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Georgian President Vows No Military Plans in Breakaway Regions


Georgia's President Mikhail Saakashvili has ruled out any plans for military action in the breakaway republics of Abkhazia and South Ossetia.

In an interview with the Associated Press, Mr. Saakashvili said he prefers dialogue with Russia to resolve the crisis sparked by pro-Russian separatists in those regions.

On Friday, Mr. Putin accused Georgia of planning military action in the breakaway areas and he warned there could be a bloodbath.

Georgia's foreign minister, Gela Bezhuashvili, rejected the comments and accused Mr. Putin of misinforming European leaders about the issue. Georgia has vowed to bring the regions back under control, after separatists declared independence in the early 1990s.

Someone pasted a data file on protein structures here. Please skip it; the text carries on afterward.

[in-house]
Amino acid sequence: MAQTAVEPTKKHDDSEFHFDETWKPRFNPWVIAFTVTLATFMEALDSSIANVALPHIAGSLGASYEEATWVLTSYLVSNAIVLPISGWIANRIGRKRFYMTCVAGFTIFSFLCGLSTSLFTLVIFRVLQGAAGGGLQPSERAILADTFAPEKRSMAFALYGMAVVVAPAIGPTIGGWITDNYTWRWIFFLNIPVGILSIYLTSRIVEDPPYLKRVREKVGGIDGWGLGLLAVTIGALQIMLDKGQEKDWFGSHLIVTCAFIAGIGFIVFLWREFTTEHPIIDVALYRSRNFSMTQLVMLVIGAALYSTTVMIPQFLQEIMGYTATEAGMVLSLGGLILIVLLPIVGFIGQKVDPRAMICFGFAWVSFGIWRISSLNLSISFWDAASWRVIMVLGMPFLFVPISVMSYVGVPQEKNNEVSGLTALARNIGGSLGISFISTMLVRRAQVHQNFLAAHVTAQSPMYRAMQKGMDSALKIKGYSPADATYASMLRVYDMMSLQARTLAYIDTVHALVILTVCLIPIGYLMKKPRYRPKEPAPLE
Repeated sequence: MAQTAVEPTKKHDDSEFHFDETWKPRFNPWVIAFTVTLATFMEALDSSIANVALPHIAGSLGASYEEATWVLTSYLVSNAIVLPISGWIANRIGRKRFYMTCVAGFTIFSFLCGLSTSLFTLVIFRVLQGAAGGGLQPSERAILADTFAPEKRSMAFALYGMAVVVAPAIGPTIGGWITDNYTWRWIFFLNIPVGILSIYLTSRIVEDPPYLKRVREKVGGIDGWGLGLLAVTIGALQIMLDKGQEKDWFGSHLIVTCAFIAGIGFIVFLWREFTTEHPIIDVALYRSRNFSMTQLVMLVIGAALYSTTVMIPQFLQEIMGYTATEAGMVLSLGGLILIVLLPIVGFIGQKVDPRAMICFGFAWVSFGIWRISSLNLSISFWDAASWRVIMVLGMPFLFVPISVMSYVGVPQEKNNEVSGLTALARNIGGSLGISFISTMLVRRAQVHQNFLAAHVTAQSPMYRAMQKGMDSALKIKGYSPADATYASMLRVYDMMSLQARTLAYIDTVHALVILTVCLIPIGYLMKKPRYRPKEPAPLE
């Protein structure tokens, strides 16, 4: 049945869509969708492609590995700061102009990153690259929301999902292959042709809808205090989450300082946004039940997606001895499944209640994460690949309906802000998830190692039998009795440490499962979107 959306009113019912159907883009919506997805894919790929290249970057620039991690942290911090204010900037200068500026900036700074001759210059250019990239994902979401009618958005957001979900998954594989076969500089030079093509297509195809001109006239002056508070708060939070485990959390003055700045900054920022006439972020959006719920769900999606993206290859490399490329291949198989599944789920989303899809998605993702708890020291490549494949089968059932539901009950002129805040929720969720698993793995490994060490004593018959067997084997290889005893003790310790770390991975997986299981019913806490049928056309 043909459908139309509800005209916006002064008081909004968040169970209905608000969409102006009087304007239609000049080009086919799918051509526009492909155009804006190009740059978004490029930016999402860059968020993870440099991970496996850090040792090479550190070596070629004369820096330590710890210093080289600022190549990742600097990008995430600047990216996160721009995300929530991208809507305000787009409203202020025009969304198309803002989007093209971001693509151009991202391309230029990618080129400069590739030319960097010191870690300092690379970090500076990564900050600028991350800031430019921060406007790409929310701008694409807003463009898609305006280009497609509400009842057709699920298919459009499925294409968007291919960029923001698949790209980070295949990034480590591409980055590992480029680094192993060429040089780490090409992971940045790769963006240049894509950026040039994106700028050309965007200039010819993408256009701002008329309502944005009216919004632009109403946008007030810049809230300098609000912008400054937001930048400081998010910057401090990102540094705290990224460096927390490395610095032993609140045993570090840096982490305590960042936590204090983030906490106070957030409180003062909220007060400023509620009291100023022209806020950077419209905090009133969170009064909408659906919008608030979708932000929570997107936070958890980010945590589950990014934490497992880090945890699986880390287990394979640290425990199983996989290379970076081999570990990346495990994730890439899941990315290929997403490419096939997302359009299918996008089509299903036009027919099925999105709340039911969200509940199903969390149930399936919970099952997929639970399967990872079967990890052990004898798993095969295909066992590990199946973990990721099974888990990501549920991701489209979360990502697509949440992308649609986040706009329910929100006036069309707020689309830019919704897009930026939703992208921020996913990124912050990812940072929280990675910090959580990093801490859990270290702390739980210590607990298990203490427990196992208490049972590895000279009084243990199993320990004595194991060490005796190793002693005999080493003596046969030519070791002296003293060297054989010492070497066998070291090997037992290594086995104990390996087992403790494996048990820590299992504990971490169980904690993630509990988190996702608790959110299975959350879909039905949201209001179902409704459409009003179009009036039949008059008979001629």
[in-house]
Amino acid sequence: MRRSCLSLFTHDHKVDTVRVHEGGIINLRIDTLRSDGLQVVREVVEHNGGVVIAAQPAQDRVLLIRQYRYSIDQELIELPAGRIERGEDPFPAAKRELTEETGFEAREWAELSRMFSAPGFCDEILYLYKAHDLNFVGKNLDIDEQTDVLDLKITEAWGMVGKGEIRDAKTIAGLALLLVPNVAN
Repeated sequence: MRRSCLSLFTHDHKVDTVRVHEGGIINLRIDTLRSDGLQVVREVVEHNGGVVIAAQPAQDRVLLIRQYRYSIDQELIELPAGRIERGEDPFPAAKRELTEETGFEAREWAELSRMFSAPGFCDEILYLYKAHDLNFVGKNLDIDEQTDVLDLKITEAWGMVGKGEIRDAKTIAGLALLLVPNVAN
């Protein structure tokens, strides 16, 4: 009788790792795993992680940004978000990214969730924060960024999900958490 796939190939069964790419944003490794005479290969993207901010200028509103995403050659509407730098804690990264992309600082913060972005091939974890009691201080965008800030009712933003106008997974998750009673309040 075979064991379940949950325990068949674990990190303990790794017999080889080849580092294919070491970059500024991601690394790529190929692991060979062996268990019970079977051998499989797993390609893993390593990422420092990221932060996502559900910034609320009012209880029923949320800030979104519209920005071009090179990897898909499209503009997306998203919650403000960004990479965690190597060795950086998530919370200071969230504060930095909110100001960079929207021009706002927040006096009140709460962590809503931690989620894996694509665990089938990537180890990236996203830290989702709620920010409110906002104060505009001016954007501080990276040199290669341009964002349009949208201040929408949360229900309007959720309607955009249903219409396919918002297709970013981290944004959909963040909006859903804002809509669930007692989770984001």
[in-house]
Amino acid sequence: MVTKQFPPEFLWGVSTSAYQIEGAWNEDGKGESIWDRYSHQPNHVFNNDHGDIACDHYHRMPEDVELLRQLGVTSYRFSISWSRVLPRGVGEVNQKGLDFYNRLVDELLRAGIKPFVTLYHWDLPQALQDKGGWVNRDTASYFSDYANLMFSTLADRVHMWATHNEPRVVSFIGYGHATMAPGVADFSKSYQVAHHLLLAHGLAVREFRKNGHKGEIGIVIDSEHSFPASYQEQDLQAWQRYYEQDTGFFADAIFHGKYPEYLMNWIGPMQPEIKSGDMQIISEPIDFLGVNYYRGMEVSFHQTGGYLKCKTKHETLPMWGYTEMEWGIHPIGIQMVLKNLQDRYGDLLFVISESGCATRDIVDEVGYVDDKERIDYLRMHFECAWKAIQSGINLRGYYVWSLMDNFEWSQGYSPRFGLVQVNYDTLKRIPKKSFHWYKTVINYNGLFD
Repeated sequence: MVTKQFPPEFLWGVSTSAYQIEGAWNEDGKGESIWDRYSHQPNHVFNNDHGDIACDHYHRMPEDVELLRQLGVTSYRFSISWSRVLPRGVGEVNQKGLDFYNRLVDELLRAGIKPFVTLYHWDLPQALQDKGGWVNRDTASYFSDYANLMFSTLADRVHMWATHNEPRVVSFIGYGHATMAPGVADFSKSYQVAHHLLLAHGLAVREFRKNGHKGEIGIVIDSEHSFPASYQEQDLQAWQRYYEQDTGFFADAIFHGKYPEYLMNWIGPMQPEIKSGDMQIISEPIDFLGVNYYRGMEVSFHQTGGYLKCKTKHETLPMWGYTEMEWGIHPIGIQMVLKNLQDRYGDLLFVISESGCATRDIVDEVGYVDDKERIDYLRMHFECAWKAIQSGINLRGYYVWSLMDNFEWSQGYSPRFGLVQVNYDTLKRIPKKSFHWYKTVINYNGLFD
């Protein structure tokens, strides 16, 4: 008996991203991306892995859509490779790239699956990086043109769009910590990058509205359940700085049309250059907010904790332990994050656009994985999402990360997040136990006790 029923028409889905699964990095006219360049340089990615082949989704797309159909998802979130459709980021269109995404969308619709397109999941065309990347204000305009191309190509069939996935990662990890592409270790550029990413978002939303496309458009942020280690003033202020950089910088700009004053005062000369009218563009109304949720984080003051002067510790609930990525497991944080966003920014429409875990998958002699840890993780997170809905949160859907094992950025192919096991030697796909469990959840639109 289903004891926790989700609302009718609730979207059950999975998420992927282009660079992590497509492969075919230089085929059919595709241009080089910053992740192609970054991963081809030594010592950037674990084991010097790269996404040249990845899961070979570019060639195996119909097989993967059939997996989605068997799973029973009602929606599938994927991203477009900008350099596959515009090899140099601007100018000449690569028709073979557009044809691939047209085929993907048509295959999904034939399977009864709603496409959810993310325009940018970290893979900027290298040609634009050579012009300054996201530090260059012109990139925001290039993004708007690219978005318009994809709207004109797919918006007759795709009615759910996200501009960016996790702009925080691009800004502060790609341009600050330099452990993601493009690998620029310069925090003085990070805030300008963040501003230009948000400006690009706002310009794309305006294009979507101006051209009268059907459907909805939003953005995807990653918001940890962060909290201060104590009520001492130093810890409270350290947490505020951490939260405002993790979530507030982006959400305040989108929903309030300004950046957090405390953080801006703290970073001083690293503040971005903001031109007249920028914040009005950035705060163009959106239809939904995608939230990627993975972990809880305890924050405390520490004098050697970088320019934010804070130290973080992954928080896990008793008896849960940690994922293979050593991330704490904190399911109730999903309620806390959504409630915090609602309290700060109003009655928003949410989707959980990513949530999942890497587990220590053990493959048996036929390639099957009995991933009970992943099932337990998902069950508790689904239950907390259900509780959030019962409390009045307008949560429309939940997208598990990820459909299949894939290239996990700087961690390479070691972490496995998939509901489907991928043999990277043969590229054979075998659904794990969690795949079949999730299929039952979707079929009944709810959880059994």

U.S. Secretary of State Condoleezza Rice arrived in Moscow Saturday and urged the two nations to lower their hostile rhetoric. Rice said she plans to discuss the crisis during talks with Mr. Putin.

Tensions between the two former Soviet republics also have been high because of the arrest of four Russian army officers accused of spying in Georgia. Georgia later released the men.

Russia denied the charges and retaliated with sanctions against Georgia. In recent weeks, Russia has deported hundreds of Georgians suspected of being illegal immigrants.

Some information for this report provided by AP.

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